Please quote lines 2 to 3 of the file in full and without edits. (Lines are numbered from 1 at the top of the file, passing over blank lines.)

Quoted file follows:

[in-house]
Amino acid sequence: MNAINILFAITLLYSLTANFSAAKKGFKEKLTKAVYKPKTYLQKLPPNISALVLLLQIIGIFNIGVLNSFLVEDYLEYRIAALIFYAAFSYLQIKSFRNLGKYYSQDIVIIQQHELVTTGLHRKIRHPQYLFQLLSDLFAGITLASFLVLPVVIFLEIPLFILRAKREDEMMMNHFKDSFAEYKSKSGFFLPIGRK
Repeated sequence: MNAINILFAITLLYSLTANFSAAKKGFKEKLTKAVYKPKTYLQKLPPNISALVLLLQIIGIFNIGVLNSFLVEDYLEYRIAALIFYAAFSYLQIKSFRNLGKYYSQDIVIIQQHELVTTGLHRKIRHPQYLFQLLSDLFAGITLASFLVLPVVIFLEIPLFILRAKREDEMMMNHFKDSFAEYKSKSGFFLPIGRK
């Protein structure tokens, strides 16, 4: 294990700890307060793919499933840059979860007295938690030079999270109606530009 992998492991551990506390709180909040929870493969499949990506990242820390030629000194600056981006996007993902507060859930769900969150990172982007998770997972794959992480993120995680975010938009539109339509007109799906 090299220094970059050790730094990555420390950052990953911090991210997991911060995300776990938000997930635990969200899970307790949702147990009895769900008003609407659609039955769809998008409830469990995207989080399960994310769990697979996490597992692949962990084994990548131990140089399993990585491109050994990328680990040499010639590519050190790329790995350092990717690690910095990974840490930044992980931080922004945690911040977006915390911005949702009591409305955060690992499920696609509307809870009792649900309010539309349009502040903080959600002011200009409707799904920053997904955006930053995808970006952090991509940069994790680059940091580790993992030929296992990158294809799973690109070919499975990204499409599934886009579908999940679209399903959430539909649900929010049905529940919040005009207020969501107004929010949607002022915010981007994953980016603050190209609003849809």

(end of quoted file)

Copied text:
Amino acid sequence: MNAINILFAITLLYSLTANFSAAKKGFKEKLTKAVYKPKTYLQKLPPNISALVLLLQIIGIFNIGVLNSFLVEDYLEYRIAALIFYAAFSYLQIKSFRNLGKYYSQDIVIIQQHELVTTGLHRKIRHPQYLFQLLSDLFAGITLASFLVLPVVIFLEIPLFILRAKREDEMMMNHFKDSFAEYKSKSGFFLPIGRK
Repeated sequence: MNAINILFAITLLYSLTANFSAAKKGFKEKLTKAVYKPKTYLQKLPPNISALVLLLQIIGIFNIGVLNSFLVEDYLEYRIAALIFYAAFSYLQIKSFRNLGKYYSQDIVIIQQHELVTTGLHRKIRHPQYLFQLLSDLFAGITLASFLVLPVVIFLEIPLFILRAKREDEMMMNHFKDSFAEYKSKSGFFLPIGRK